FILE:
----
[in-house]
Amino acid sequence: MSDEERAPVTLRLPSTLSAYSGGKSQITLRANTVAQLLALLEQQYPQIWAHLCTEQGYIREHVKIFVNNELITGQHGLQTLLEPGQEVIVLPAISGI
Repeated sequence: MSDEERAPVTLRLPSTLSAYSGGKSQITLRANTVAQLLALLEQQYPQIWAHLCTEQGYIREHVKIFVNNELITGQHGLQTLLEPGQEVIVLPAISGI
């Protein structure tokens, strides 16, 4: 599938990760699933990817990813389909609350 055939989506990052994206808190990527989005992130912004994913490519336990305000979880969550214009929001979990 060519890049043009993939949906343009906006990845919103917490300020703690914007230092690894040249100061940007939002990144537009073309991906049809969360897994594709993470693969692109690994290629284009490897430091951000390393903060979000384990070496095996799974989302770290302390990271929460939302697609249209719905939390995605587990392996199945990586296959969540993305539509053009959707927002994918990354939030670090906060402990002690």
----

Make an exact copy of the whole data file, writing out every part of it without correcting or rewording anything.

[in-house]
Amino acid sequence: MSDEERAPVTLRLPSTLSAYSGGKSQITLRANTVAQLLALLEQQYPQIWAHLCTEQGYIREHVKIFVNNELITGQHGLQTLLEPGQEVIVLPAISGI
Repeated sequence: MSDEERAPVTLRLPSTLSAYSGGKSQITLRANTVAQLLALLEQQYPQIWAHLCTEQGYIREHVKIFVNNELITGQHGLQTLLEPGQEVIVLPAISGI
């Protein structure tokens, strides 16, 4: 599938990760699933990817990813389909609350 055939989506990052994206808190990527989005992130912004994913490519336990305000979880969550214009929001979990 060519890049043009993939949906343009906006990845919103917490300020703690914007230092690894040249100061940007939002990144537009073309991906049809969360897994594709993470693969692109690994290629284009490897430091951000390393903060979000384990070496095996799974989302770290302390990271929460939302697609249209719905939390995605587990392996199945990586296959969540993305539509053009959707927002994918990354939030670090906060402990002690």